• Just read an article in this morning’s obituary section of the local newspaper about the beating to death of a young Jamacian (16 years old) transgendered youth. This young person made the mistake of telling a close friend that she was going to show up at a local party in female clothing for the first time. Jamacia still has anti-sodomy laws and apparently the island is very anti-homosexual. LBGTs are deep in the closet there as the threat of being beaten to death is very real.

  • Delorme McKee-Stovall

    The are many reasons that African Americans have out-migrated from Southern Baptist Church for Non- Demominational Churches. S. Baptist Church sanctioned bigotry towards women clerics, LGBTs, church patriarchy, and the myth of original sin are just a few of the lies swallowed by those who are called and are uneducated about the history and teachings of a long dead Rabi.

    If you look at the African American demographic under 30 that has become anti-religious it is noteworthy. When a church caters to bigots & faith in induvidualism and capitalism instead of the teachings of a simple Rabi, it is doomed not only for decline but possible extinction. Have visited a S. Baptist Church lately? Notice the demographic in the pews. There are few, if any young families or young people. That’s the sign of a dying church. And God speed.

  • Why was my comment removed? Isn’t this DIVERSITY Inc? Or is diversity of opinion not allowed here unless you agree with the author…in a “diverse” number of ways? Smh. And what I said was disrespectful nor derogatory in any way.

    • Luke Visconti

      Your remark was offensive, disrespectful, factually incorrect and mean spirited. I will not allow my publication to be used by trolls to post their hate. You’ll have to find some other place to rail against what you’re probably most afraid of when you look in the mirror. Luke Visconti, CEO, DiversityInc

      • Good for you Luke!
        In the words of Dr. Martin Luther King, Jr., “Injustice anywhere is a threat to justice everywhere.”
        Thank you for not letting your publication become a hate gateway.

      • As an openly gay African American male living in a terribly homophobic city named Detroit, MI., I have to agree with Mr. Visconti. Being black (used for purposes of this conversation) and openly gay is a double whammy for me, opening myself up to hatred, anger, bitterness, and vitriol, both from races other than African American and from African Americans themselves. But I soldier onward and upward, because living in the closet is no way for me to live at all, regardless of cost or loss. (This from a person that hid in the closet {not doing a very convincing job of camouflaging myself} for approximately 18-20 years before being publicly outed at 31 y/o.) I mean, if you’re not going to be honest, forthright, and truthful, first and foremost with yourself, who are you going to do it for?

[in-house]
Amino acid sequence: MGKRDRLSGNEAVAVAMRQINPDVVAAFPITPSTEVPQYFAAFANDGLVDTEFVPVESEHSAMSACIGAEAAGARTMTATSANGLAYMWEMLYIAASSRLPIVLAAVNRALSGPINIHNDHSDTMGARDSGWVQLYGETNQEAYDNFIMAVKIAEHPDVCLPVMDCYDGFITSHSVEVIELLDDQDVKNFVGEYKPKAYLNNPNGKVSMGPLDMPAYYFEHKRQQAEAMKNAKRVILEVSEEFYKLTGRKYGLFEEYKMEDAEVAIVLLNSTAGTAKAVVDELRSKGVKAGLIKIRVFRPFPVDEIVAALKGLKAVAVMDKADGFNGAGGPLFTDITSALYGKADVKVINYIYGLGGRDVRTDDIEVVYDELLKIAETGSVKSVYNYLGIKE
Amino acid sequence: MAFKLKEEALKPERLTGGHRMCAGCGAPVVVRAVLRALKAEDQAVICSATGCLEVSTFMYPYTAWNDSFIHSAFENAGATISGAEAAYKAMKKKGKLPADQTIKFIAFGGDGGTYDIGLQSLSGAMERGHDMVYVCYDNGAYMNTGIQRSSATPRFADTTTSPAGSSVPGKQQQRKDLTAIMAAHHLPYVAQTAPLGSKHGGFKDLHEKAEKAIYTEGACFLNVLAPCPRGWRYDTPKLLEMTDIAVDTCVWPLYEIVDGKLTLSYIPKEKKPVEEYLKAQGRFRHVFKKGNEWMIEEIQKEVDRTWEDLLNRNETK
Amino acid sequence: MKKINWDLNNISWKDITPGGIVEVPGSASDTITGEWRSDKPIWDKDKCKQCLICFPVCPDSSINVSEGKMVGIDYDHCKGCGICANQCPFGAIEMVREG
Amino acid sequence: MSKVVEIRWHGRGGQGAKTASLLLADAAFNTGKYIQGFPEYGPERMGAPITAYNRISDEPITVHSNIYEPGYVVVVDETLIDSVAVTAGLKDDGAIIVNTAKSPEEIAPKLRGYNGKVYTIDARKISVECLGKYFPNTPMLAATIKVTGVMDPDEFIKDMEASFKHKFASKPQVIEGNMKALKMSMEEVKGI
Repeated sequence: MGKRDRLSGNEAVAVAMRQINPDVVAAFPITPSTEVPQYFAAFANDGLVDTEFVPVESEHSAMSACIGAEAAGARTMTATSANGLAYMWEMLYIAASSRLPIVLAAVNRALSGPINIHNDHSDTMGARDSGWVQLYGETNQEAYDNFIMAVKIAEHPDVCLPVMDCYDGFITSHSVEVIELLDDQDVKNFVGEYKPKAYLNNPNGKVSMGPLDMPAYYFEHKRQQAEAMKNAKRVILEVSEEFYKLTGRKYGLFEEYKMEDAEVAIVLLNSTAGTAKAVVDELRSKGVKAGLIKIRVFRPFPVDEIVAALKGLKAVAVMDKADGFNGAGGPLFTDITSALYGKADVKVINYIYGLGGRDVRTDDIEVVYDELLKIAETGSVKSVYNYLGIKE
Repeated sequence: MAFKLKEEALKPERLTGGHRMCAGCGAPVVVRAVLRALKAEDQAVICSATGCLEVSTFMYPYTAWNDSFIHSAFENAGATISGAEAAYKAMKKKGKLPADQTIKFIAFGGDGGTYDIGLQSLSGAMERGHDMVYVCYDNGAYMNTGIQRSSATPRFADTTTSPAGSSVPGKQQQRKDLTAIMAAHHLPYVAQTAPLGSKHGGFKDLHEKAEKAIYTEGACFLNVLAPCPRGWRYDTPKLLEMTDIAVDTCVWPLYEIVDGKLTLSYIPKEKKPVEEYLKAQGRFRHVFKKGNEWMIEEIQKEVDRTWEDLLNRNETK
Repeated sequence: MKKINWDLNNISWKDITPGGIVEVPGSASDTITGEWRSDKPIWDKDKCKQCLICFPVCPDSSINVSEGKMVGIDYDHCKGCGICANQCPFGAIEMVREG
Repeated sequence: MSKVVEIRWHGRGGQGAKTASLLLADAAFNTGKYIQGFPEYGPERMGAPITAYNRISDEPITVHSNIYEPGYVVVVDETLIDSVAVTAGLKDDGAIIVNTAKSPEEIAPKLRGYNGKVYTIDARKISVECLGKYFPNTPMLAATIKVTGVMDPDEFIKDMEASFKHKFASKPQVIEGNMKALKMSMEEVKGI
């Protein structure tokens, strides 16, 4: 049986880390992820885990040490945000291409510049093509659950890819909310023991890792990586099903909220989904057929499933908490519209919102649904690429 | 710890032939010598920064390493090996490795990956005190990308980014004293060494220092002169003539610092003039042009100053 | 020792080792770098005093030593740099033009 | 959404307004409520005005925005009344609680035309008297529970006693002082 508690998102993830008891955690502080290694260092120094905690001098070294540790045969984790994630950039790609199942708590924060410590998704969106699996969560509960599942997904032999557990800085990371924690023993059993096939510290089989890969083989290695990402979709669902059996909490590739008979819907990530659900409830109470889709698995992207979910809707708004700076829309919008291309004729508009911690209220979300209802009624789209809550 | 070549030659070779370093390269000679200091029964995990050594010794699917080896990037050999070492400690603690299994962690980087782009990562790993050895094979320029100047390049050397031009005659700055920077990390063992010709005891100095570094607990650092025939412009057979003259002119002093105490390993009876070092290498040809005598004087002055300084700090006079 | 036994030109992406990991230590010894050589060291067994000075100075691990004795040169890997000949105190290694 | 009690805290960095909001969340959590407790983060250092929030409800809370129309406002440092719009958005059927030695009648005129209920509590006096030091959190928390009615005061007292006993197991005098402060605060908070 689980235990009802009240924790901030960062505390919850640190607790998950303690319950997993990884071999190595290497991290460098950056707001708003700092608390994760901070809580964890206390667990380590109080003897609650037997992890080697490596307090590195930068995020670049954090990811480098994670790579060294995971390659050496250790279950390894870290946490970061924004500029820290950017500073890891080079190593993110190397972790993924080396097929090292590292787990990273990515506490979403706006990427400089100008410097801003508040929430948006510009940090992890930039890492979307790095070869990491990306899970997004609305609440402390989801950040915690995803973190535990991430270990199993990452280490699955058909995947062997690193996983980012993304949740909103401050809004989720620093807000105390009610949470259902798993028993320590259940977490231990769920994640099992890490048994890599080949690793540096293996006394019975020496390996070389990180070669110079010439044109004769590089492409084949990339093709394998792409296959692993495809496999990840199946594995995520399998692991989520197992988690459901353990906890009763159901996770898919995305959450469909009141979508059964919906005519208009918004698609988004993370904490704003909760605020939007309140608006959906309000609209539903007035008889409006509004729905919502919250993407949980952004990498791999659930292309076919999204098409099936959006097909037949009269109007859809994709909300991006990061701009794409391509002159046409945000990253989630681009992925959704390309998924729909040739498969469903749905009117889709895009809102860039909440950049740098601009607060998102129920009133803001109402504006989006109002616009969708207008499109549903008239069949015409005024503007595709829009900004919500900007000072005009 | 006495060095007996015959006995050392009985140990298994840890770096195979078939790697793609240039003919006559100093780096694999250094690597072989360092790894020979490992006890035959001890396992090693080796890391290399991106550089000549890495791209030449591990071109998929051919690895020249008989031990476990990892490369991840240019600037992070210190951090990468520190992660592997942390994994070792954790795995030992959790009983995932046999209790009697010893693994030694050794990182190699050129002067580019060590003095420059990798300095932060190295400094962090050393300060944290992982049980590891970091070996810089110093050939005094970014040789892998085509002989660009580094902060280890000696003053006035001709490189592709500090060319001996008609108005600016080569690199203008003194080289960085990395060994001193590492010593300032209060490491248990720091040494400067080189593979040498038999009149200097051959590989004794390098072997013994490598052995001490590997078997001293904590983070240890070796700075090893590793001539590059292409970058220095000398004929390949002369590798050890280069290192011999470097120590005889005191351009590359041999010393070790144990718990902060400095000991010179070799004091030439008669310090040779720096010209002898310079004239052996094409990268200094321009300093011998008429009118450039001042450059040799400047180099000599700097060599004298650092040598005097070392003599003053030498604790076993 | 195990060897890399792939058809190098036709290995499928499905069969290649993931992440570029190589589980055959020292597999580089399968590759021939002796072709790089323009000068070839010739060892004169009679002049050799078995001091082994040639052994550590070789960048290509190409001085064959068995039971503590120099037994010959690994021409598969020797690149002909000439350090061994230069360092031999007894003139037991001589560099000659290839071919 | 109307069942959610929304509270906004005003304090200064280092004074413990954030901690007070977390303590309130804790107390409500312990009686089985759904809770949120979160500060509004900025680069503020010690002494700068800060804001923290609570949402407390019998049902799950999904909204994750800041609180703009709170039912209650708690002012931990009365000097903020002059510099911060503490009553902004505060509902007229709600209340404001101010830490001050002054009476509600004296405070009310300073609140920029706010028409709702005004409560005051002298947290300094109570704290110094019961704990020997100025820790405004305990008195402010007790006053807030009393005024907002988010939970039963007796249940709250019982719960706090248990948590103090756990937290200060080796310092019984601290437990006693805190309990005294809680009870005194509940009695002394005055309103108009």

But back to Mr. Visconti’s decision to remove commentary from this publication: He made the right call. The most dangerous people to the GLBT community aren’t straight men and women—those that ARE genuinely comfortable in their own skin. Rather, the most dangerous people to the GLBT community are those closeted individuals—regardless of race, culture, heritage or ethnicity—who would ruin another human being’s name, reputation, or career, or even wound, maim, or kill another human being for intense hatred, anger, bitterness or vitriol over what the closeted individual finds AND loathes in themselves—those that AREN’T genuinely comfortable in their own skin.
        I hope and pray that what I have written is factually correct and is not misconstrued by the reader. Mr. Visconti, I invite your comments—good and bad.

        • Luke Visconti

          I agree with you. Self-hating people are very dangerous and I think that describes a good number of anti- LGBT “activists” and pray-the-gay-away crackpots like Marcus Bachmann. By the way, self-haters should NOT be lumped in with people who are closeted because they’re afraid of hate and/or discrimination. Thank you for taking the time to post your comment. Luke Visconti, CEO, DIversityInc

  • It is unfortunate that a group that has fought for equality for so long, can as a whole, lose credibility by their prejudice toward a segment of their own community.

  • It IS NOT hard to be Gay & Black. “Black’ people who feel to need to be affirmed by others have issues that no one can appease. You DON’T need another person’s opinions about your own decisions.